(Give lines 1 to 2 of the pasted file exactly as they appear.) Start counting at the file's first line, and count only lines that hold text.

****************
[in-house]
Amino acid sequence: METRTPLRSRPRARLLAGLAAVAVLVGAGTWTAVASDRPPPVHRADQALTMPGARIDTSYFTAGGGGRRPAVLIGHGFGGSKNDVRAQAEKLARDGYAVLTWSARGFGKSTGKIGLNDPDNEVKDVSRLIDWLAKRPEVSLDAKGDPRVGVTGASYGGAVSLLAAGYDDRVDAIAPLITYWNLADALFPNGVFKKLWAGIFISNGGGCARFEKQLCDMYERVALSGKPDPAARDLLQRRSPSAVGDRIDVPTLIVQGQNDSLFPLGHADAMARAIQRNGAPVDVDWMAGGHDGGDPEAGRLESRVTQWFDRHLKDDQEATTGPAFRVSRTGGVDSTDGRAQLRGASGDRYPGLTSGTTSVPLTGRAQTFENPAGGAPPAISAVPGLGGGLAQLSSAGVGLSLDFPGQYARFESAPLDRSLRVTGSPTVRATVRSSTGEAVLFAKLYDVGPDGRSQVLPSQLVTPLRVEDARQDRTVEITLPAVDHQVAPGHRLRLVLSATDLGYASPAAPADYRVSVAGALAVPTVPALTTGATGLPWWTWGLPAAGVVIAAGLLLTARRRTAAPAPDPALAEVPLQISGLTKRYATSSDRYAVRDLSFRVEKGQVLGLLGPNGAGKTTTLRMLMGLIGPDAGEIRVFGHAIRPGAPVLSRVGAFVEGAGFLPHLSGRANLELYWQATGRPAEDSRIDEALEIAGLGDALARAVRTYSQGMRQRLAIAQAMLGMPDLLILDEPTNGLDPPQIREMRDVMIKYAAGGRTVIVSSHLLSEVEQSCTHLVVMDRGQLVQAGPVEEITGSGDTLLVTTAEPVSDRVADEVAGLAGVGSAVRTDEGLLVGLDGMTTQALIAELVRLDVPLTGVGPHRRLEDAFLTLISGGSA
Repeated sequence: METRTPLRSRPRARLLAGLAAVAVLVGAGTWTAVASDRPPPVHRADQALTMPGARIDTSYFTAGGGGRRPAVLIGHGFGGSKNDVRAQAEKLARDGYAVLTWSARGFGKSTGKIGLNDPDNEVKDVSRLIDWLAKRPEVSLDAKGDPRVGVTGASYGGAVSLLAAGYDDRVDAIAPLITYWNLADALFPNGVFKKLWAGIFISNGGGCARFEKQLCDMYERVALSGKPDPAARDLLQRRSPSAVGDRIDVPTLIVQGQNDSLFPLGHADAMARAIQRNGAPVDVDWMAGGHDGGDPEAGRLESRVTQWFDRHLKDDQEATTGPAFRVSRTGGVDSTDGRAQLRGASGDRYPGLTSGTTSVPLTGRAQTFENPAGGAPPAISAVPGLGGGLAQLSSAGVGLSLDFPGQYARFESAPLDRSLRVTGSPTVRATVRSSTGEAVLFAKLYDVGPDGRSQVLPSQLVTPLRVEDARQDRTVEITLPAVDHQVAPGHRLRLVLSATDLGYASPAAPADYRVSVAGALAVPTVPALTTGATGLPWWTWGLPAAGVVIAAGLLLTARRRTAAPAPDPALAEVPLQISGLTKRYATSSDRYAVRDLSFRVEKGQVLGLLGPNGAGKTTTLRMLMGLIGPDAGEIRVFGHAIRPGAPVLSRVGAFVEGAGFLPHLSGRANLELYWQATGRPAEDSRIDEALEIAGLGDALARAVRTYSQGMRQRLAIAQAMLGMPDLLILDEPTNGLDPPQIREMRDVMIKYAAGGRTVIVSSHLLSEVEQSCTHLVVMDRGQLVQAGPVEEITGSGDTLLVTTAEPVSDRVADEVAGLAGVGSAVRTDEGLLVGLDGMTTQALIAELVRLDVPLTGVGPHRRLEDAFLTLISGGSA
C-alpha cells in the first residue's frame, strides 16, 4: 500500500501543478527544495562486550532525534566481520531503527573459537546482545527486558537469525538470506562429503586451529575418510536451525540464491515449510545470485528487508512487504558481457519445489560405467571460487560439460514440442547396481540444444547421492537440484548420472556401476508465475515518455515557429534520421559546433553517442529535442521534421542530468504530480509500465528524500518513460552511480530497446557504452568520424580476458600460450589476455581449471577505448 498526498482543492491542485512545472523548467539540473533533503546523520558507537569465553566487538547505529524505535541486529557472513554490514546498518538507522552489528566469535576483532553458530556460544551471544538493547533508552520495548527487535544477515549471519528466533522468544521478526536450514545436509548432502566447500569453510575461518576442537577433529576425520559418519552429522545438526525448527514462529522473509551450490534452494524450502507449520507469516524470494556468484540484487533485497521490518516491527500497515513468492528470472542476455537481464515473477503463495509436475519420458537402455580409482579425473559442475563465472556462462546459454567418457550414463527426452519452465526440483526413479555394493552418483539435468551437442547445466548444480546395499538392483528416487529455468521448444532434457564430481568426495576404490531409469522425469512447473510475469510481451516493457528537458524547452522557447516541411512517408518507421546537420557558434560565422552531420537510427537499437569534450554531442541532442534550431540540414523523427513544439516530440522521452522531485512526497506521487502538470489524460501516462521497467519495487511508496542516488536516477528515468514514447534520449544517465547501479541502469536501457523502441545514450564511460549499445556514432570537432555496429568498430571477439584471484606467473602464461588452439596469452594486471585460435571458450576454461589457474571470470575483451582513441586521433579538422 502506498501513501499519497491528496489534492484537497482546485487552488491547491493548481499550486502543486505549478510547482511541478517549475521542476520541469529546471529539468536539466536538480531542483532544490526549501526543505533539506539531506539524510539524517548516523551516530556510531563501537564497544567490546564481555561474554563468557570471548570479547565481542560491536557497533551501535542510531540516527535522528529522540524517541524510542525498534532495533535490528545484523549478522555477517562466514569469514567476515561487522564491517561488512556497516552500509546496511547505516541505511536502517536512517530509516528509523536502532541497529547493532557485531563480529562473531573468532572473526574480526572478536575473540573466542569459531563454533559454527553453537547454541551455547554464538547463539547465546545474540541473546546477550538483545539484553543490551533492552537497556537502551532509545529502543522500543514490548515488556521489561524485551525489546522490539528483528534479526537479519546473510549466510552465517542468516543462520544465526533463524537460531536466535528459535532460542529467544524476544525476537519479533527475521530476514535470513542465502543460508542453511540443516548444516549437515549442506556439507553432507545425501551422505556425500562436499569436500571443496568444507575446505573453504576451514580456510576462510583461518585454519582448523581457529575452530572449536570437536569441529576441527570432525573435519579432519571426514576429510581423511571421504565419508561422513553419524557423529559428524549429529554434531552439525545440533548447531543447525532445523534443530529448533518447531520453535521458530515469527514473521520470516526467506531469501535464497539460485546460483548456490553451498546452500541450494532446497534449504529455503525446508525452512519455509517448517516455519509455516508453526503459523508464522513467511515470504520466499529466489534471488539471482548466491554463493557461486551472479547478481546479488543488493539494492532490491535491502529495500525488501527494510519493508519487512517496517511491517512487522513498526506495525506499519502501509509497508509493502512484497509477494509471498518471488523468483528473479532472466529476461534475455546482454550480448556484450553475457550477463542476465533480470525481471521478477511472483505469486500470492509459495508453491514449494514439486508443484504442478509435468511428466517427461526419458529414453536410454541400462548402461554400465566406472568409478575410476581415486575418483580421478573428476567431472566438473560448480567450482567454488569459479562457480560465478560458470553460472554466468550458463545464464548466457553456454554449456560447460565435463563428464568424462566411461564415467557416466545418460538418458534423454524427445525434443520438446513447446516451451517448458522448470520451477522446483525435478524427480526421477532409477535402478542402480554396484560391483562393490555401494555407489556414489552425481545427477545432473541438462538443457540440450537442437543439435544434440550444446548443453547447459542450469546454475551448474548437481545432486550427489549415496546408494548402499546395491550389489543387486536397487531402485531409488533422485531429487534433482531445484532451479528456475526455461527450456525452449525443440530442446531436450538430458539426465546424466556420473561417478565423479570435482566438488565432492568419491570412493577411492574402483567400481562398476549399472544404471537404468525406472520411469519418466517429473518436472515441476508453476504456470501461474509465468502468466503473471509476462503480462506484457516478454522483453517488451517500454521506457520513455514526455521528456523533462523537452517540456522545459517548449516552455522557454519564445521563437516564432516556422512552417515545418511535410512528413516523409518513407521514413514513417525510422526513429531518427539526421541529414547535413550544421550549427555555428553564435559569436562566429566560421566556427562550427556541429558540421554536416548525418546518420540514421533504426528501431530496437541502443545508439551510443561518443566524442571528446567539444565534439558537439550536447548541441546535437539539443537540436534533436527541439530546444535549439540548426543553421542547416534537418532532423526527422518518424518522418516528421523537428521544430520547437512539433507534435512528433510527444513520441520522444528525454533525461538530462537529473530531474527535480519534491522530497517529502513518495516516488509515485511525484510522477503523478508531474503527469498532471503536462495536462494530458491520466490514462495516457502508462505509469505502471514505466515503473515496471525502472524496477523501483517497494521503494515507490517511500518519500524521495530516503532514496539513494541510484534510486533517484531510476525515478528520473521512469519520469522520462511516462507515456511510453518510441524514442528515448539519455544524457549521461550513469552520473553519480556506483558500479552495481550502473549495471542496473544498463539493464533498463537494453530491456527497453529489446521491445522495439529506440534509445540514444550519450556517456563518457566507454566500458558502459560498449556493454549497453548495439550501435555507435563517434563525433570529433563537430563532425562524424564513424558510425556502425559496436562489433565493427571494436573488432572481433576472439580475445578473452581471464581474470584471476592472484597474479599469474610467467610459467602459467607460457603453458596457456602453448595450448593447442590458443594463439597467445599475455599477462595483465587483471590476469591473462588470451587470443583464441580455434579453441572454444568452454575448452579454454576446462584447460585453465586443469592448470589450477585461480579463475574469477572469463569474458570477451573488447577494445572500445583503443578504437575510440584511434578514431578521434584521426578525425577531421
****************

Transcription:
[in-house]
Amino acid sequence: METRTPLRSRPRARLLAGLAAVAVLVGAGTWTAVASDRPPPVHRADQALTMPGARIDTSYFTAGGGGRRPAVLIGHGFGGSKNDVRAQAEKLARDGYAVLTWSARGFGKSTGKIGLNDPDNEVKDVSRLIDWLAKRPEVSLDAKGDPRVGVTGASYGGAVSLLAAGYDDRVDAIAPLITYWNLADALFPNGVFKKLWAGIFISNGGGCARFEKQLCDMYERVALSGKPDPAARDLLQRRSPSAVGDRIDVPTLIVQGQNDSLFPLGHADAMARAIQRNGAPVDVDWMAGGHDGGDPEAGRLESRVTQWFDRHLKDDQEATTGPAFRVSRTGGVDSTDGRAQLRGASGDRYPGLTSGTTSVPLTGRAQTFENPAGGAPPAISAVPGLGGGLAQLSSAGVGLSLDFPGQYARFESAPLDRSLRVTGSPTVRATVRSSTGEAVLFAKLYDVGPDGRSQVLPSQLVTPLRVEDARQDRTVEITLPAVDHQVAPGHRLRLVLSATDLGYASPAAPADYRVSVAGALAVPTVPALTTGATGLPWWTWGLPAAGVVIAAGLLLTARRRTAAPAPDPALAEVPLQISGLTKRYATSSDRYAVRDLSFRVEKGQVLGLLGPNGAGKTTTLRMLMGLIGPDAGEIRVFGHAIRPGAPVLSRVGAFVEGAGFLPHLSGRANLELYWQATGRPAEDSRIDEALEIAGLGDALARAVRTYSQGMRQRLAIAQAMLGMPDLLILDEPTNGLDPPQIREMRDVMIKYAAGGRTVIVSSHLLSEVEQSCTHLVVMDRGQLVQAGPVEEITGSGDTLLVTTAEPVSDRVADEVAGLAGVGSAVRTDEGLLVGLDGMTTQALIAELVRLDVPLTGVGPHRRLEDAFLTLISGGSA